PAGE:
Robert L. Jesse M.D., Ph.D.
Good morning, Chairman Miller, Ranking Member Michaud, and Members of the Committee. Thank you for the opportunity to discuss the current organizational structures of the Veterans Health Administration (VHA). At the outset, let me address the significant issues that have been the focus of this Committee, the VA, and the American public the last many weeks. That is the issue of wait times. No Veteran should ever have to wait an unreasonable time to receive the care they have earned through their service and sacrifice. America’s Veterans expect and deserve the highest quality, timely health care.
As former Secretary Shinseki and Acting Secretary Gibson have stated, we now know that within some of our Veterans Health Administration facilities, VA has a systemic, totally unacceptable lack of integrity. That breach of trust—which involved the tracking of patient wait times for appointments—is irresponsible, indefensible, and unacceptable to the Department. Let me apologize to our Veterans, their families and loved ones, Members of Congress, Veterans Service Organizations, and to the American people. You all deserve better from us.
Earlier this week, Acting Secretary Gibson announced a number of immediate actions to address the issues identified in our audit. Specifically, and of relevance to this hearing, on June 9, 2014, Acting Secretary of Veterans Affairs Sloan Gibson ordered an immediate hiring freeze at VHA Central Office in Washington, D.C. and all 21 Veterans Integrated Service Network (VISN) headquarters, except for critical positions, which will be approved by the Acting Secretary on an individual basis. This action will begin to remove bureaucratic obstacles and establish responsive, forward leaning leadership to accomplish VHA’s mission of providing exceptional health care that improves Veterans’ health and well-being.
External independent organizations have stated very clearly that VHA delivers high quality care across the nation to 6.3 million Veterans and other beneficiaries living in urban, rural, and highly rural areas. Today, our care delivery includes: 150 medical centers, 820 community-based outpatient clinics, 300 Vet Centers, 135 community living centers, 104 domiciliary rehabilitation treatment programs, and 70 mobile Vet Centers.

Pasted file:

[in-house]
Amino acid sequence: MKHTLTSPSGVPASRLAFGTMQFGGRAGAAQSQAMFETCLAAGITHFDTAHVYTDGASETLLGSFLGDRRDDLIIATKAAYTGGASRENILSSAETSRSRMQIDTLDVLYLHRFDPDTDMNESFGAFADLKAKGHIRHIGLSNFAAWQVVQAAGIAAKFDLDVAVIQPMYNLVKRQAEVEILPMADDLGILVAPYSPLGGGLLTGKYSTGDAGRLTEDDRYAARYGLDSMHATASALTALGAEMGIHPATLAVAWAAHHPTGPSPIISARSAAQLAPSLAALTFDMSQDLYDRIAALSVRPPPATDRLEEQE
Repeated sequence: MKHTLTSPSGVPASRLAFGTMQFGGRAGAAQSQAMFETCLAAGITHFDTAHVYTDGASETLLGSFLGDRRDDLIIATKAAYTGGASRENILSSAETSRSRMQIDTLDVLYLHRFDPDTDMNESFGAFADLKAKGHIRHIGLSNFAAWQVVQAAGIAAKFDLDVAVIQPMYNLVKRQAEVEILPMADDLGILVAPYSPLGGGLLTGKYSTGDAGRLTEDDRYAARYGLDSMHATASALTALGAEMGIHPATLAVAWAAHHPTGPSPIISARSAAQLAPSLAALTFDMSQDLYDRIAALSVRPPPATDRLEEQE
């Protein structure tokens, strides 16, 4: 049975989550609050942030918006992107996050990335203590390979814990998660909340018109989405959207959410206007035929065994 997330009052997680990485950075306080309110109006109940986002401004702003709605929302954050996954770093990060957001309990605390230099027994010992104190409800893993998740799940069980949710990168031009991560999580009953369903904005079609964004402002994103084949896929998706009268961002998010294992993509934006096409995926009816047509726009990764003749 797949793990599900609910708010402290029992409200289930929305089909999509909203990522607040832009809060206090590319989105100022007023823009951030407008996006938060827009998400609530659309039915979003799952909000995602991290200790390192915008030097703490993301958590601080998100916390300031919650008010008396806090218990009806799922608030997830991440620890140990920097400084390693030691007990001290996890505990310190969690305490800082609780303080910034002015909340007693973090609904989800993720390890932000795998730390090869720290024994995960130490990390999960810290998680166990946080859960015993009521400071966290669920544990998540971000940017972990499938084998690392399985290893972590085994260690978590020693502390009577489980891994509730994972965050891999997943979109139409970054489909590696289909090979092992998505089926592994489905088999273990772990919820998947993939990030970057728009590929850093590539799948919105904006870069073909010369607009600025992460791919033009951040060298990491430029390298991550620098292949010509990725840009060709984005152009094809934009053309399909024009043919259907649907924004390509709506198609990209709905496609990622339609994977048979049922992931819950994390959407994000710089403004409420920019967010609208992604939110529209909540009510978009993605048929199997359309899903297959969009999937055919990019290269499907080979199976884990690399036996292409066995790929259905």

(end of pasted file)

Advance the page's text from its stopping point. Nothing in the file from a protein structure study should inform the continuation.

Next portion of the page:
We collaborate with Federal partners, such as the Department of Health and Human Services to establish pilot projects with community-based providers, the Department of Defense (DoD) to improve access to care for Servicemembers and Veterans through sharing agreements, and the Department of Housing and Urban Development (HUD) on the HUD-VA Supportive Housing (HUD-VASH) program. Other responsibilities include the training and development of a workforce of over 300,000, coordination of a nation-wide volunteer program, and a range of special program offices, to include Rural Health, Telehealth, Informatics, Mental Health, and Procurement and Logistics. Directing and supporting this organization – the largest integrated healthcare system in the Nation, requires an Administration-level headquarters, an intermediate level of oversight (Veterans Integrated Service Networks), and a hospital-based network of front-line decision makers.
VHA is committed to consistent and efficient use of staffing resources across its health care system. Since the 1990s, VHA has used VISNs to direct and oversee health care delivery. Each VISN oversees a grouping of hospitals and other specialty facilities, such as community living centers, domiciliaries, community-based outpatient clinics, and Vet Centers. VISNs also share innovations at regional level and collaborate with other networks to elevate validated strong practices to the national level; integrate health care services within markets; monitor and assess the delivery of health care to Veterans; and reduce or eliminate duplicative functions in clinical, administrative and operational processes.
In 2013, VHA evaluated each VISN’s functions and staffing levels, and established a smaller and more uniform core size and set of functions. We believe the organizational structure of VISN offices and local health care systems supports our mission with a level of consistency that assures the efficient and safe delivery of health care to Veterans. However, in light of recent events, we also intend to take a fresh look at our Central Office configuration and endstrength, as well as VISN functions and staffing levels.
Additionally, in order to help provide timely access to quality healthcare, the Department has announced other initiatives VA will apply at the facility level, including the hiring of additional clinical and patient support staff as well as other temporary staff. VA’s priority is to ensure all Veterans receive timely access to high quality care, and we are prepared to make those organizational changes that will achieve this end.
Mr. Chairman, the health and well-being of the men and women who have bravely and selflessly served this Nation remains VA’s highest priority. VA recognizes the critical role that VHA Central Office and VISNs have in providing quality, integration and value in the delivery of health care to Veterans. The recent VISN staffing review and standardization strengthened the role that VISNs have in delivering high-quality, patient-centered care to Veterans through our medical centers and their staff. As we have recently learned, continued review of this and other areas of VHA organizational structure must remain a priority. Mr. Chairman, this concludes my testimony. I am prepared to answer questions you or the other Members of the Committee may have.